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Sophie Cook, Editor in Chief, BMJ Medicine:

Curating a special edition of The BMJ devoted to the issues of climate change came about after we saw the impact the Racism in Medicine edition had on the behaviours within healthcare; conversations of which are still taking place almost a year later.

We want the climate crisis to be taken seriously and for discussions to stay on the agenda long after COP26. We felt this would be achievable with a themed collection that brings together the most impactful articles. We also want those who are in a unique and privileged position to sit up and take more notice, influence change, and take action on the climate crisis. 

@sophiecook80

Juliet Dobson, UK Health Alliance on Climate Change exec member and bmj.com editor

“Climate change has always been important to us at BMJ. Dr Fiona Godlee has been a true figurehead of the movement, steering it with intent through focused editorials, collaborations, and by creating the UK Health Alliance on Climate Change.

We have been publishing editorials on the subject as far back as the 1990s, not just in The BMJ, but across all our journals.” 

 

 

 

“Recently, we coordinated a joint editorial calling on world leaders to take emergency action to transform societies and limit climate change, restore biodiversity, and protect health.

The article was published by over 200 health journals worldwide, of which 50 were BMJ Journals. Others included The Lancet, East African Medical Journal, the Chinese Science Bulletin, New England Journal of Medicine, International Nursing Review, and the National Medical Journal of India.” @Juliet_hd

 

What role did The BMJ play in COP26?

Dr Fiona Godlee and former editor Dr Richard Smith, now Chair of the UK Health Alliance on Climate Change, went to Glasgow for COP26. It was there they took part in panels and spoke about the importance of health professionals being active gatekeepers in the cause for change. 

Fi Godlee, Gisli Jenkins from Thorax, and Ian Wacogne from ADC Education & Practice, and Richard Smith also took part in the Climate Ride – a 500 mile ride for the Climate, coordinated by Great Ormond Street Hospital Children’s Charity, involving doctors and other healthcare workers between London and Glasgow. 

 

The BMJ is profoundly concerned with the environmental determinants of health and with the health consequences of environmental damage and neglect. Our editor-in-chief, Dr Fiona Godlee, was one of the founders of the UK Health Alliance on Climate Change, of which The BMJ is a member.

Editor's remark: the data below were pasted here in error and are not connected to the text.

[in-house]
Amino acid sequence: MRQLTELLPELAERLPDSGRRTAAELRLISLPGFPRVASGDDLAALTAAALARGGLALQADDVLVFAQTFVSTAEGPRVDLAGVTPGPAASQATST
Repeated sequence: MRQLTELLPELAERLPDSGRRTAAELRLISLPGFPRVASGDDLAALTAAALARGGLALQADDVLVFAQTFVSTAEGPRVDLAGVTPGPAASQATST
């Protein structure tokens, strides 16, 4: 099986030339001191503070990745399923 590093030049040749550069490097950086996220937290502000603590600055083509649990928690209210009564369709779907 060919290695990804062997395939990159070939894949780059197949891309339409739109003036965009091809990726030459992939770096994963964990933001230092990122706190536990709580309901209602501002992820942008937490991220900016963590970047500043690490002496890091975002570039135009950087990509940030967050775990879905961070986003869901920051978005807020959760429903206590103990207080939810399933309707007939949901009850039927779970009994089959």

Juliet, you recently accepted a seat on the UK Health Alliance on Climate Change executive committee. What attracted you to take part in this movement?

“The Health Alliance on Climate Change was founded in 2016 to lead the UK health professions’ response to climate change. Its members include the medical colleges and faculties, the BMA, The Lancet and The BMJ. We work together to empower health professionals to drive greater action on climate change and engage with decision-makers to protect human health against climate change. We also raise awareness of those links between climate change and the impacts on human health. 

I see a positive story from driving greater action on climate change. It doesn’t just protect our health against the impacts of climate change but also confers an extraordinary opportunity to further human health. This has also led many to conclude that action on climate is the greatest global health opportunity of the 21st century. Take active transport for example, cycling or walking encourages more not only to reduce carbon emissions and air pollution but also acts on obesity and other determinants of health, saving the National Health Service money and enabling people to live more active, healthier lives. 

Climate change is a major determinant of human health because it impacts health directly through, for example, extreme weather events like the bush fires we saw in Greece recently, through the flooding and heat waves that we see in the UK. Also, indirectly by undermining the foundations of good health like affecting access to water and affecting our food system the UK.

Meanwhile, we are launching a new online open access multispecialty journal, BMJ Medicine, which will welcome articles that shed further light on the health effects of the climate emergency.”

“BMJ recognises the urgency with which we have to address climate change – for healthier people and the planet, now and in the future. We support the NHS in its roadmap to Net Zero, including working with suppliers to decarbonise.

The BMJ has extensively covered climate change in the past, raising awareness of its impacts and the role of the medical and wider health professions in reducing demand for healthcare, decarbonising health systems, advocating for societal change, and being role models for individual behaviour change. To build on this, we are committing to net zero publishing by 2040 and we will publish additional regular educational content to guide clinicians and researchers on what they can do to tackle climate change.”

Dr Fiona Godlee FRCP Editor in Chief, The BMJ Editorial Director, BMJ

The Recovery – Voices of action towards sustainable healthcare is the new pop-up podcast series from The BMJ and Cochrane Sustainable Healthcare, featuring conversations with people finding new and sometimes radical approaches to wind back medical excess and make health systems healthier in the long run.

The six-part series explores ways to make health systems sustainable. It has been made in partnership with . Listen here today.

The series starts with an introduction from Cochrane Sustainable Health Director Dr. Minna Johansson,  followed by:

 

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